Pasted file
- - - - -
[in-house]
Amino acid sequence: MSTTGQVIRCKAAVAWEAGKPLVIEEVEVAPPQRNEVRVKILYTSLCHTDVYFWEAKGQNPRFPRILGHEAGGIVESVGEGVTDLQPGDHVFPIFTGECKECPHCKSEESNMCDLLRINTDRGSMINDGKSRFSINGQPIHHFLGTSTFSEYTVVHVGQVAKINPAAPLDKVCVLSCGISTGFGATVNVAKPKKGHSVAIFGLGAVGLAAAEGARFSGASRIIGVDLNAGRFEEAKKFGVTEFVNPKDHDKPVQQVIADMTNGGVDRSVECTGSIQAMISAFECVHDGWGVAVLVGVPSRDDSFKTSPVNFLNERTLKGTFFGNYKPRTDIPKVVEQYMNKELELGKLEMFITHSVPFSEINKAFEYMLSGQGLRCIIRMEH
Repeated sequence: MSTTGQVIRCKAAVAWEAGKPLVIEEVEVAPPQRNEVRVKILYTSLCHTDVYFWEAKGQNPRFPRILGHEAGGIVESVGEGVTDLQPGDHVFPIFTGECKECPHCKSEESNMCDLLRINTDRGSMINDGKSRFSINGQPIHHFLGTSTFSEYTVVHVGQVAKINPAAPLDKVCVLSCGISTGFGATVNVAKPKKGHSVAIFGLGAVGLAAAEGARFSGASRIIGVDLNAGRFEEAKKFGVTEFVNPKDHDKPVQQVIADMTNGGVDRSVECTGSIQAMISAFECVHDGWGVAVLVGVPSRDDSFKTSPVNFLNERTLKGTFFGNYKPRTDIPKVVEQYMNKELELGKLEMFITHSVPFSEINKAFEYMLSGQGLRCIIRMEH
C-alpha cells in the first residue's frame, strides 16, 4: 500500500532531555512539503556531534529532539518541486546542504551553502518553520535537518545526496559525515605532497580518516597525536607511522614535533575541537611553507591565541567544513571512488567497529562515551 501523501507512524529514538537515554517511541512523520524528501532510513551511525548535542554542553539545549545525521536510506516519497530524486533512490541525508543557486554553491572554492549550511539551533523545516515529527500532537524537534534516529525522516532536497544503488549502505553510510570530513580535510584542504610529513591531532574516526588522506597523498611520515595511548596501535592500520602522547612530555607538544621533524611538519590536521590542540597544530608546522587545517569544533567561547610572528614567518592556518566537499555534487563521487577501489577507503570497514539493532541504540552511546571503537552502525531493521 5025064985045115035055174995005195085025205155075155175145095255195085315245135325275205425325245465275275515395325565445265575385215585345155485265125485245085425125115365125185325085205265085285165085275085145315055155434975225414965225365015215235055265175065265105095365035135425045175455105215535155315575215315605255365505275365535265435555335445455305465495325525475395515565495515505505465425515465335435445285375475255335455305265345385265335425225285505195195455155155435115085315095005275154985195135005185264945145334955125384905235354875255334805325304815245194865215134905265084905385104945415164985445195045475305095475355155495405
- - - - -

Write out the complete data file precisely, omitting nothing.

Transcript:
[in-house]
Amino acid sequence: MSTTGQVIRCKAAVAWEAGKPLVIEEVEVAPPQRNEVRVKILYTSLCHTDVYFWEAKGQNPRFPRILGHEAGGIVESVGEGVTDLQPGDHVFPIFTGECKECPHCKSEESNMCDLLRINTDRGSMINDGKSRFSINGQPIHHFLGTSTFSEYTVVHVGQVAKINPAAPLDKVCVLSCGISTGFGATVNVAKPKKGHSVAIFGLGAVGLAAAEGARFSGASRIIGVDLNAGRFEEAKKFGVTEFVNPKDHDKPVQQVIADMTNGGVDRSVECTGSIQAMISAFECVHDGWGVAVLVGVPSRDDSFKTSPVNFLNERTLKGTFFGNYKPRTDIPKVVEQYMNKELELGKLEMFITHSVPFSEINKAFEYMLSGQGLRCIIRMEH
Repeated sequence: MSTTGQVIRCKAAVAWEAGKPLVIEEVEVAPPQRNEVRVKILYTSLCHTDVYFWEAKGQNPRFPRILGHEAGGIVESVGEGVTDLQPGDHVFPIFTGECKECPHCKSEESNMCDLLRINTDRGSMINDGKSRFSINGQPIHHFLGTSTFSEYTVVHVGQVAKINPAAPLDKVCVLSCGISTGFGATVNVAKPKKGHSVAIFGLGAVGLAAAEGARFSGASRIIGVDLNAGRFEEAKKFGVTEFVNPKDHDKPVQQVIADMTNGGVDRSVECTGSIQAMISAFECVHDGWGVAVLVGVPSRDDSFKTSPVNFLNERTLKGTFFGNYKPRTDIPKVVEQYMNKELELGKLEMFITHSVPFSEINKAFEYMLSGQGLRCIIRMEH
C-alpha cells in the first residue's frame, strides 16, 4: 500500500532531555512539503556531534529532539518541486546542504551553502518553520535537518545526496559525515605532497580518516597525536607511522614535533575541537611553507591565541567544513571512488567497529562515551 501523501507512524529514538537515554517511541512523520524528501532510513551511525548535542554542553539545549545525521536510506516519497530524486533512490541525508543557486554553491572554492549550511539551533523545516515529527500532537524537534534516529525522516532536497544503488549502505553510510570530513580535510584542504610529513591531532574516526588522506597523498611520515595511548596501535592500520602522547612530555607538544621533524611538519590536521590542540597544530608546522587545517569544533567561547610572528614567518592556518566537499555534487563521487577501489577507503570497514539493532541504540552511546571503537552502525531493521 5025064985045115035055174995005195085025205155075155175145095255195085315245135325275205425325245465275275515395325565445265575385215585345155485265125485245085425125115365125185325085205265085285165085275085145315055155434975225414965225365015215235055265175065265105095365035135425045175455105215535155315575215315605255365505275365535265435555335445455305465495325525475395515565495515505505465425515465335435445285375475255335455305265345385265335425225285505195195455155155435115085315095005275154985195135005185264945145334955125384905235354875255334805325304815245194865215134905265084905385104945415164985445195045475305095475355155495405